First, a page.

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World’s first airport therapy pig hogs the limelight at San Francisco airport

Guest services manager Jennifer Kazarian says LiLou is the world's first airport therapy pig in a "Wag Brigade" program, which includes dogs of all breeds and sizes, that she has built a sense of community in the airport

Pigs might not fly, but LiLou the therapy pig wants to make air travel less stressful.

The five-year-old Juliana pig and her owner, Tatyana Danilova, are part of San Francisco International Airport’s “Wag Brigade” – a program that brings therapy animals to the airport to cheer passengers up and help ease travel anxieties.

Dressed in a pilot’s cap and with toenails painted bright red, LiLou breezes through the metal detector at airport security and trots to the departure gates. She raises a hoof in greeting, poses for selfies and entertains departing passengers with a tune on her toy piano.

“People are very happy to get distracted from the travel, from their routines, whether they’re flying on their journey for vacation or work,” said Danilova. “Everybody is usually very happy and it makes them pause for a second and smile and be like, ‘oh, it’s great.’”

When she’s not delighting passengers at the airport, LiLou lives with Danilova in her downtown San Francisco apartment, where she enjoys a diet of organic vegetables and protein pellets, sleeps in her own bed and goes for daily walks around the neighborhood.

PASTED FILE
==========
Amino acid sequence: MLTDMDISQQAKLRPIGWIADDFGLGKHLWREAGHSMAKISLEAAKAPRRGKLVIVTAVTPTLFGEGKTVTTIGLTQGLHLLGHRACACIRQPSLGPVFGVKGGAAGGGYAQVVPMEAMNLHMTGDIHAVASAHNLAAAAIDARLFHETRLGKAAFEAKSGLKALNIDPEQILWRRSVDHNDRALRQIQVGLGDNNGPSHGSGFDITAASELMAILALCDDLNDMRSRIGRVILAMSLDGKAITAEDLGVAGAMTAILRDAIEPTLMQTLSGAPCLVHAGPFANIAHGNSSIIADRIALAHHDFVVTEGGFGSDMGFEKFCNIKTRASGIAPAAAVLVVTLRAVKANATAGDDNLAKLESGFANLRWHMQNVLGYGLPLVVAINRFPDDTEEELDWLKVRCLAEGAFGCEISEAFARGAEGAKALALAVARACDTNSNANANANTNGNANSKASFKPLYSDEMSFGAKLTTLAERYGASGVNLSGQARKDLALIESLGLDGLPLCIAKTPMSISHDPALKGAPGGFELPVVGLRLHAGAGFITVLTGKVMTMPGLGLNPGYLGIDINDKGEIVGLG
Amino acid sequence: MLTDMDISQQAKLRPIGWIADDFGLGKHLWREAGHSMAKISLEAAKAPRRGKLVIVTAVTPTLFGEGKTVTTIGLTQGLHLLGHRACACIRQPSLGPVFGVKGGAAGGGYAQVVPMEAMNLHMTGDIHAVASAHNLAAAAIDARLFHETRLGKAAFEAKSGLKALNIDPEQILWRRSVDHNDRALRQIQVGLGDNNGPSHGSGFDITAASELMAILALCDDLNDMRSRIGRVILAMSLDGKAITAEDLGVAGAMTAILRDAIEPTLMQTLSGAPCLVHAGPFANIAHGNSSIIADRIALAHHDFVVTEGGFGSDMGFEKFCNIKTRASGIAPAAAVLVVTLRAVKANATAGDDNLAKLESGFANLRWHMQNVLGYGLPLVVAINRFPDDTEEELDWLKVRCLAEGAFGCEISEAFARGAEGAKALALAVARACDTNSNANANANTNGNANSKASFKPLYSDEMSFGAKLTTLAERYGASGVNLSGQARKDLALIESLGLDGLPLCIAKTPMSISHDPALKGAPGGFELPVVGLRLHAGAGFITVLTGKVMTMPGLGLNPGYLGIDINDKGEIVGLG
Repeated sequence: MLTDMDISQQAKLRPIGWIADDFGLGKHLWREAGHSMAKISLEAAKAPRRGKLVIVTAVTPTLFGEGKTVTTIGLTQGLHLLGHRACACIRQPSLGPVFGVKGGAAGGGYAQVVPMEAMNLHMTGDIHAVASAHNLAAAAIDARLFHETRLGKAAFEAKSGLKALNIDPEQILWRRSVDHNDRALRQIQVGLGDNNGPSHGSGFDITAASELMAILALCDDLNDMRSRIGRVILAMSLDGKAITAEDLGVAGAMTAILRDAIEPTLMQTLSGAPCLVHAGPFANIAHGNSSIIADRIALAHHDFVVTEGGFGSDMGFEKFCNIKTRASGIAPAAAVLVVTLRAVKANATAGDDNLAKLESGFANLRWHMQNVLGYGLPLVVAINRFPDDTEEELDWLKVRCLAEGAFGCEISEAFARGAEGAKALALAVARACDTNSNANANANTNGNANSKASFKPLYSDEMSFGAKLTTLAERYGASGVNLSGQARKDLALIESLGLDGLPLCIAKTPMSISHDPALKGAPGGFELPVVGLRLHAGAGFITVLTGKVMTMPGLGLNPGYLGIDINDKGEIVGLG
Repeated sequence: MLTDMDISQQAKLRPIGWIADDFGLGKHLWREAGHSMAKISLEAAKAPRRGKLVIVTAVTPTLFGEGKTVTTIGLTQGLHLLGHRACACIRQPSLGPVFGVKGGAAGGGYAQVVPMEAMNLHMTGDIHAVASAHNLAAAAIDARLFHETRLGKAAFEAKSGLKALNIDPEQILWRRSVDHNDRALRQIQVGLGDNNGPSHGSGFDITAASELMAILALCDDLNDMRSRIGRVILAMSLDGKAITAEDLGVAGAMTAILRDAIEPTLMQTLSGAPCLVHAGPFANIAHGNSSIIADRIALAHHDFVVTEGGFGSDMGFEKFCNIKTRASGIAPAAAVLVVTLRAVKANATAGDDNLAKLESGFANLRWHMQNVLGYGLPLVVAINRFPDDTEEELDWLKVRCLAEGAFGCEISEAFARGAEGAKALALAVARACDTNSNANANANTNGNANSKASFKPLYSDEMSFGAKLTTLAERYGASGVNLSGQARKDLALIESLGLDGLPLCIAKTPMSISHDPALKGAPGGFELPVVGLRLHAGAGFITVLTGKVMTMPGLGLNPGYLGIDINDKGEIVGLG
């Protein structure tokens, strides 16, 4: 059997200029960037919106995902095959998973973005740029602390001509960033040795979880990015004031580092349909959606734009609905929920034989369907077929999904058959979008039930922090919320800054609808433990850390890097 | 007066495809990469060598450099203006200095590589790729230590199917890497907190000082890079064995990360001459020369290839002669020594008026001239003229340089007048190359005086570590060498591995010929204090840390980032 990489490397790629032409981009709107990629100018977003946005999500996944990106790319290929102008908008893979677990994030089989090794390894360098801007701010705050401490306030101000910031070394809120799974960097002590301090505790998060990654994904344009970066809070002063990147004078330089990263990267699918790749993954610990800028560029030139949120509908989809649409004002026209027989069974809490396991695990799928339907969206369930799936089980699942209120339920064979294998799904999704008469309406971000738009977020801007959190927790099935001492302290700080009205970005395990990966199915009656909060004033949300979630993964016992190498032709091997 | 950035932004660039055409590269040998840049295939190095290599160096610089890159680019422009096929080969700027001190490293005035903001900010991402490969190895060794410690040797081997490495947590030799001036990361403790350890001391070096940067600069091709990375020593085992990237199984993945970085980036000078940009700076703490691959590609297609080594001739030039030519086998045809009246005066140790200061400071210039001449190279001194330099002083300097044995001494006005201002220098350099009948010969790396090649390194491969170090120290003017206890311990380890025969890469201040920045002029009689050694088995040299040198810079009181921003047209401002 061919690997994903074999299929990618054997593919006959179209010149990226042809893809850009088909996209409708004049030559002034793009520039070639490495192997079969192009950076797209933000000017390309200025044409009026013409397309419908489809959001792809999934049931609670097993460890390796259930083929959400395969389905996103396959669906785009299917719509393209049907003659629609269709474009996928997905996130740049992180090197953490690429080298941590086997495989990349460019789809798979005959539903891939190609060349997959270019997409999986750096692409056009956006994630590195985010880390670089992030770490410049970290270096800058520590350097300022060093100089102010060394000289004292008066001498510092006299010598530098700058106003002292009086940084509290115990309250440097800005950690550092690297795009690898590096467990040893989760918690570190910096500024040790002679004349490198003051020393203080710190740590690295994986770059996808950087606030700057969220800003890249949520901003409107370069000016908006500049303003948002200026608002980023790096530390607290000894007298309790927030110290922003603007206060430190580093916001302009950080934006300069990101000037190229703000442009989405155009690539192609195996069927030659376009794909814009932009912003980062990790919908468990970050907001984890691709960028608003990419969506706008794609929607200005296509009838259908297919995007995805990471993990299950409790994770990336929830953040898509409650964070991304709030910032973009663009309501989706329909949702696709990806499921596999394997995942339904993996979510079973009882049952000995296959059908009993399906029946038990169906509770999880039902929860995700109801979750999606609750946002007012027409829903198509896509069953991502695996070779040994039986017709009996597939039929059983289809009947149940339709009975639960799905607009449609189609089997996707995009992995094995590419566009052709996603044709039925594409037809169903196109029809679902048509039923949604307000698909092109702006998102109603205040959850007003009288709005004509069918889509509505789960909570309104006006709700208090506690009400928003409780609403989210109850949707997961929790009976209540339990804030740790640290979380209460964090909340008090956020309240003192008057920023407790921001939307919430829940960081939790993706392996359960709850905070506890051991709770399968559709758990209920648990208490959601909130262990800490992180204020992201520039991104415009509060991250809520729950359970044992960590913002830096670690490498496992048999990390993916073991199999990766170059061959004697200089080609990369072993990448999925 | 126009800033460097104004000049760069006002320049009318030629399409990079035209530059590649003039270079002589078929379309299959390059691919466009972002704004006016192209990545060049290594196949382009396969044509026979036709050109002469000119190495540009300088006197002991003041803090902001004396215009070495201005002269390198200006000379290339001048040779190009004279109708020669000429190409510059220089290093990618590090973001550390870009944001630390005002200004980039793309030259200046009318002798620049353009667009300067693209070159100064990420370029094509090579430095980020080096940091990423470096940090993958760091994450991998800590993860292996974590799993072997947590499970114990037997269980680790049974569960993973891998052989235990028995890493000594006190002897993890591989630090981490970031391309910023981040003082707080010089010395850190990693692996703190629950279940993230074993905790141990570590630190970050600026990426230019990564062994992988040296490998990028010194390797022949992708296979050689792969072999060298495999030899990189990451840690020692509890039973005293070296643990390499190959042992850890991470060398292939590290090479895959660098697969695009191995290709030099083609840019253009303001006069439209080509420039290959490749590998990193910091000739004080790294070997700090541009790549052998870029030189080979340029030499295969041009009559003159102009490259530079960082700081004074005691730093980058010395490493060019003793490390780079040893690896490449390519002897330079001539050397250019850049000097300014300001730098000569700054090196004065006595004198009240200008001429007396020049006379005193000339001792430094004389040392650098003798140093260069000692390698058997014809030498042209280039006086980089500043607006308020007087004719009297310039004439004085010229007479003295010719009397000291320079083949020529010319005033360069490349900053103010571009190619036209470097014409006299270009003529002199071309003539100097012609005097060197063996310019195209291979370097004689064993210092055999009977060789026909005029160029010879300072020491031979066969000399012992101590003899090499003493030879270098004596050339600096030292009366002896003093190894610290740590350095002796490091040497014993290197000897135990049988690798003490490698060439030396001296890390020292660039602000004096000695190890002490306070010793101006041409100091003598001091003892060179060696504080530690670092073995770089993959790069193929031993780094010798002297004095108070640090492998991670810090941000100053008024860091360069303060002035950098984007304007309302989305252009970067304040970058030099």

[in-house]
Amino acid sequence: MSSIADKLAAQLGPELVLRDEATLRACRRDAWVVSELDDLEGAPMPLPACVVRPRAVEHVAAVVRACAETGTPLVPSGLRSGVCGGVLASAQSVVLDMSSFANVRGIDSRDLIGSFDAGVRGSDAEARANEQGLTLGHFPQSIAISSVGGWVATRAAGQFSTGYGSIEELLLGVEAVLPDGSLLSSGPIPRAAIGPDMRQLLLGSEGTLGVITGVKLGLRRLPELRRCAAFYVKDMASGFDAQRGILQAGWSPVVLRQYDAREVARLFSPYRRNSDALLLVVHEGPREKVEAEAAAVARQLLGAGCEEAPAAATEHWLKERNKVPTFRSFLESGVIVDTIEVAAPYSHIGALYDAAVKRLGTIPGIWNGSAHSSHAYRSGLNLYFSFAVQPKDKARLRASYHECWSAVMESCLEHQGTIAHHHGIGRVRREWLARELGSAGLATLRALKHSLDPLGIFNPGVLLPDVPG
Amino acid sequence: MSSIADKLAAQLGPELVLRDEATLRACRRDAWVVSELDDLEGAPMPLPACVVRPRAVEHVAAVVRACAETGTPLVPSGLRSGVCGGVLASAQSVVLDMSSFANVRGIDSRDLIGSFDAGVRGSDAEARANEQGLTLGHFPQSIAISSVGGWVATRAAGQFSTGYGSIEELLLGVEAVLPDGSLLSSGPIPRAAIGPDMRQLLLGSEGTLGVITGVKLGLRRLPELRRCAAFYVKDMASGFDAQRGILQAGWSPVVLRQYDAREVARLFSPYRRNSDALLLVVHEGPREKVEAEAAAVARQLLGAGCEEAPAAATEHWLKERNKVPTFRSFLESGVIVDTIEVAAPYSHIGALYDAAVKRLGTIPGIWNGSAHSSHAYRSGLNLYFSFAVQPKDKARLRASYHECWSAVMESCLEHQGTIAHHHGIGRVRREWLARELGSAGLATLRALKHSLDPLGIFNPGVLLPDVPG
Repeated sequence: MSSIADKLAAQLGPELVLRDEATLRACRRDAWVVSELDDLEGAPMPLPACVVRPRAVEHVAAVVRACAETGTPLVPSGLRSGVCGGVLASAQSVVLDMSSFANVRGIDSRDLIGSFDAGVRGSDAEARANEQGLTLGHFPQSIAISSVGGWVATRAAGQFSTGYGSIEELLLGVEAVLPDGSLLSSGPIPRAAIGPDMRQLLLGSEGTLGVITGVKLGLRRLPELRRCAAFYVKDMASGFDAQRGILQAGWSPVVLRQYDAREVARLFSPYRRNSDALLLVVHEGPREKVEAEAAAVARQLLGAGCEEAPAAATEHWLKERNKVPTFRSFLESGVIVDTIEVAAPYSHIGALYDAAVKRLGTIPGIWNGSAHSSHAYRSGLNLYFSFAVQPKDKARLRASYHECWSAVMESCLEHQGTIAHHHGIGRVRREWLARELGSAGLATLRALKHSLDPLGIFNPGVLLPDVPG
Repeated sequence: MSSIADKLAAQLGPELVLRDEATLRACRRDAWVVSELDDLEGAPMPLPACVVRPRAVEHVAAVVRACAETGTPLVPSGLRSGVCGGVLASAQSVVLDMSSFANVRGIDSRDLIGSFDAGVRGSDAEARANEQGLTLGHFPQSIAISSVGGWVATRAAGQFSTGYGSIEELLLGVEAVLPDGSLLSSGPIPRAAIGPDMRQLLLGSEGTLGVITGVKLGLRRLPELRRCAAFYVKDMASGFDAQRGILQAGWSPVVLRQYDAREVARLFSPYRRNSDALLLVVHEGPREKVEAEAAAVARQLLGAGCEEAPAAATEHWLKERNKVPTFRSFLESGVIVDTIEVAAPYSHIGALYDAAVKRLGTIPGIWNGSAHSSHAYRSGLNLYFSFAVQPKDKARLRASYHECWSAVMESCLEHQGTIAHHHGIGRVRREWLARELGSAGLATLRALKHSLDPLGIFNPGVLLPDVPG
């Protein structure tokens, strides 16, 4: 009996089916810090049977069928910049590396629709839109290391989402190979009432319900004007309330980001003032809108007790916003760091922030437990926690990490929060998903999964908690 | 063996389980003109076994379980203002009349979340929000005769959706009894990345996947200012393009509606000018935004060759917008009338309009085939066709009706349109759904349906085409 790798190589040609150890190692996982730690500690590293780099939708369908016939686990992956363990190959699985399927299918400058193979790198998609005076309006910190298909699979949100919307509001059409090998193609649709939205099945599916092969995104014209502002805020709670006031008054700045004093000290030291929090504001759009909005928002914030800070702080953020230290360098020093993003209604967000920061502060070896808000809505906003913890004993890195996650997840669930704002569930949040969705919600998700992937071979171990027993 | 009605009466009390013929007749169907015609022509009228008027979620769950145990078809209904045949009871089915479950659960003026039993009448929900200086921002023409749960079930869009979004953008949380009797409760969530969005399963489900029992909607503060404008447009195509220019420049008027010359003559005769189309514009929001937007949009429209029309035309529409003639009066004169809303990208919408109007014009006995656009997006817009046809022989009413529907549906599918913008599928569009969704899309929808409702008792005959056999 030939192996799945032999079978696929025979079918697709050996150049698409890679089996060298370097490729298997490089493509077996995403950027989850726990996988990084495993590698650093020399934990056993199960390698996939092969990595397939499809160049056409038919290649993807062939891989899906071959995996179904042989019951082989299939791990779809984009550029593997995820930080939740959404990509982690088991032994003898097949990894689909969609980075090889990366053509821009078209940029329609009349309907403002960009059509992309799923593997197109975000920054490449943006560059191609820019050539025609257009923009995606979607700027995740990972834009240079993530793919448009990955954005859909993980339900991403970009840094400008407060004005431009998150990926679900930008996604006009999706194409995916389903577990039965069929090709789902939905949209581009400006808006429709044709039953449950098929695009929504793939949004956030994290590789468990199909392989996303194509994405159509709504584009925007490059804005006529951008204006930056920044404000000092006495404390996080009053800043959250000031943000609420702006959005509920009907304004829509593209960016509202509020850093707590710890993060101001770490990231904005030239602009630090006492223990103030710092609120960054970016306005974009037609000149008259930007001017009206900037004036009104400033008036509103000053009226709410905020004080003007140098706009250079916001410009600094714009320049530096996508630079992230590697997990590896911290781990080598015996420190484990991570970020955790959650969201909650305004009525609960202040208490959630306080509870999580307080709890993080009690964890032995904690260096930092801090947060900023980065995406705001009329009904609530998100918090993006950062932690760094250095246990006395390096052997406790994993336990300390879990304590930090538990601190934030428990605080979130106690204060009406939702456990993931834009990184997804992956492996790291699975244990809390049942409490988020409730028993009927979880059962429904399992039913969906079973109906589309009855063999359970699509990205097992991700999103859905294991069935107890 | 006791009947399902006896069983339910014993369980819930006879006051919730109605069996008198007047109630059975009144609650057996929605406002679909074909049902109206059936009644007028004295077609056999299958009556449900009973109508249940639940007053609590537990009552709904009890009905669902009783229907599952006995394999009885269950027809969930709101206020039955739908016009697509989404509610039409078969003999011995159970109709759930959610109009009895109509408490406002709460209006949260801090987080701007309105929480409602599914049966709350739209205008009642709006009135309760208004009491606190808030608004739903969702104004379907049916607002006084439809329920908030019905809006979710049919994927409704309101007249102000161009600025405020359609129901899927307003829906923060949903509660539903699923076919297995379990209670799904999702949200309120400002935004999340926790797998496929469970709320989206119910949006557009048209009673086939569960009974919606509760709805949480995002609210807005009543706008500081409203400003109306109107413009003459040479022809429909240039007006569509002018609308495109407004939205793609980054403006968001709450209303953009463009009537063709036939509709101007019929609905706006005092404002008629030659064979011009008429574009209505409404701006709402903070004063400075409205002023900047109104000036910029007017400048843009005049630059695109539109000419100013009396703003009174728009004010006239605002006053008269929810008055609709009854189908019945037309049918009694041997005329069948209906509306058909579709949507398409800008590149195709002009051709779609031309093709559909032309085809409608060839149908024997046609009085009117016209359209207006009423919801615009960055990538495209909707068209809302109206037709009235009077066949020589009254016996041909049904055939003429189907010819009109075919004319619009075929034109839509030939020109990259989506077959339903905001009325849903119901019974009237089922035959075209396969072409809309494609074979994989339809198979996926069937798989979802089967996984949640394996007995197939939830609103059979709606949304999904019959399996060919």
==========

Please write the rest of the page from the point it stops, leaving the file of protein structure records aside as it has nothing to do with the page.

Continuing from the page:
Danilova says LiLou loves interacting with people, but, as a prey animal, doesn’t like having anyone approach her from behind.

At the airport, eight-year-old Katie Schroeder, from San Ramon, California, squealed in delight as LiLou bashed out a tune on her piano, using her hooves and snout.

“I’ve never seen a pig in the airport. She can do tricks like a dog,” she said.

Guest services manager Jennifer Kazarian says LiLou is the world’s first airport therapy pig in a “Wag Brigade” program, which includes dogs of all breeds and sizes, that she has built a sense of community in the airport.

“When we first launched the program, our main goal was to relieve stress for our passengers. However, what we have found is we have formed a connection with our passengers and it’s been totally amazing,” Kazarian said.

All the therapy animals take part in a training program with the San Francisco SPCA and must have a stable temperament, good manners and a friendly personality, she said.

As for little “accidents,” Kazarian said there have not been any issues. All the animals, including LiLou, are house-trained.



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